Who do you think made the best decision?

  2. Brad Walbrun Says:

    My parents just buy cars, tools, boats, etc cash. They usually have $20-30k in the bank, and have never carried debt. He still nets about $3k a month with no debt, so they don’t need any extra cash. The house is free and clear, and has been for almost 20 yrs now. A reverse doesn’t make sense for somebody with NO debt, unless they just want to cash out and travel the world, or party like a rock star. Sure, in hindsight it looks like the one neighbor made a better decision, and if the other neighbor could go back in time, he would do it. But if he has money in bank, no debt, all the home improvements he needs, he doesn’t have to. If I was in my father’s shoes, I’d probably take the cash, and damn the equity, but he likes living free and clear, and wants to leave the house to his kids. Plus, they live in bufu WI, and haven’t seen drastic price changes, either on the upswing, or on the way back down, so the house is still worth about the same.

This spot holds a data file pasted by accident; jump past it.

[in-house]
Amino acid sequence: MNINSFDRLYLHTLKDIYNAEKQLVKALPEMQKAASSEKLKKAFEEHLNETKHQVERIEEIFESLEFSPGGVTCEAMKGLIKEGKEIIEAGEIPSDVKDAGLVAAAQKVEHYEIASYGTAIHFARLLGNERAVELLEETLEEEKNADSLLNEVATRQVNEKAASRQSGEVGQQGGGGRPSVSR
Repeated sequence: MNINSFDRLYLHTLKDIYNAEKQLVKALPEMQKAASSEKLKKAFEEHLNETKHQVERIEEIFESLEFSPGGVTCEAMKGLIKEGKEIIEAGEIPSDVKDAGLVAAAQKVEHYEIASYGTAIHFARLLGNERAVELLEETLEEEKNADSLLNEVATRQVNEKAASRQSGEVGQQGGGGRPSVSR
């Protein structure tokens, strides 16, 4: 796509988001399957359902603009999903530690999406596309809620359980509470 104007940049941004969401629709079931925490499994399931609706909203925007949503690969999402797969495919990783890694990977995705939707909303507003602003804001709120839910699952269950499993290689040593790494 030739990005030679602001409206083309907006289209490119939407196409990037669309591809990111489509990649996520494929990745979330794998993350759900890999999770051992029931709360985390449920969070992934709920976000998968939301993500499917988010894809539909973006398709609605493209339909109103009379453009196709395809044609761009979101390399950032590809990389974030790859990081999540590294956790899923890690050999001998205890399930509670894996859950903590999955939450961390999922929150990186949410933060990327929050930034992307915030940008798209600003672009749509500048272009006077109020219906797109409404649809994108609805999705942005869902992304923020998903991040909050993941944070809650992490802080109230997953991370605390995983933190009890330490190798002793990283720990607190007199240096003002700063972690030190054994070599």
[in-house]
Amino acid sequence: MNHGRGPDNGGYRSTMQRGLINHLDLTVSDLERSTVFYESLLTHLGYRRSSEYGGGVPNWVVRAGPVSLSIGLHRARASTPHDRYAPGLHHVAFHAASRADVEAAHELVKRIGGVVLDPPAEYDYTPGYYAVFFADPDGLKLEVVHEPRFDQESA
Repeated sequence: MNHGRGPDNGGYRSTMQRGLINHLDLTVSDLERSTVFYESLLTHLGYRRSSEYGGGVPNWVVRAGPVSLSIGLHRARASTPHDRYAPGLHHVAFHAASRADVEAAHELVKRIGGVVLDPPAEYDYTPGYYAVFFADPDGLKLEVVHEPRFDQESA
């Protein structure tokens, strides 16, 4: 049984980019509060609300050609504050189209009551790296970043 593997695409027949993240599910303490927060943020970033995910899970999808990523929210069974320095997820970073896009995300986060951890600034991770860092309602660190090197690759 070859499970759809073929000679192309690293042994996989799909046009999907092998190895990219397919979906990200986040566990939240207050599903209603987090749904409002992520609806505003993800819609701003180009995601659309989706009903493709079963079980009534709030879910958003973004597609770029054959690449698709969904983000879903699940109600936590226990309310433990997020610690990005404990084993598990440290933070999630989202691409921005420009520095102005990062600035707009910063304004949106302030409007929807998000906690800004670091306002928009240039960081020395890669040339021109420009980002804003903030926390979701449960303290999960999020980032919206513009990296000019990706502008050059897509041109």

I think that Kevin’s scenario is probably theoretical. And sure, in FL (where he is) the second guy might be kicking himself for not doing it sooner. But I think for somebody like him to push a RM on somebody who really doesn’t need it (like my parents) is part of the reason mortgage guys have gotten a bad name. It’s like somebody doing a stated income deal to purchase a house they can’t afford “because your house is the single largest investment you are ever going to make, so you should buy the maximum that you can”. I see it as predatory. It’s like if somebody was going to buy a car, and they are looking at a Honda Civic. The salesman asks “well, do you like fishing?”, and the reply is “sure, but I don’t have a boat”, so the salesman says “well, maybe you should get this $60,000 Suburban 2500 in case you decide to get a boat so you can fish more often instead of the Civic”. But he doesn’t even own a boat yet, and even if he gets one, it maight not be big enough to justify a two and a half ton truck. You can try to make an argument or reason for just about anything if you want to.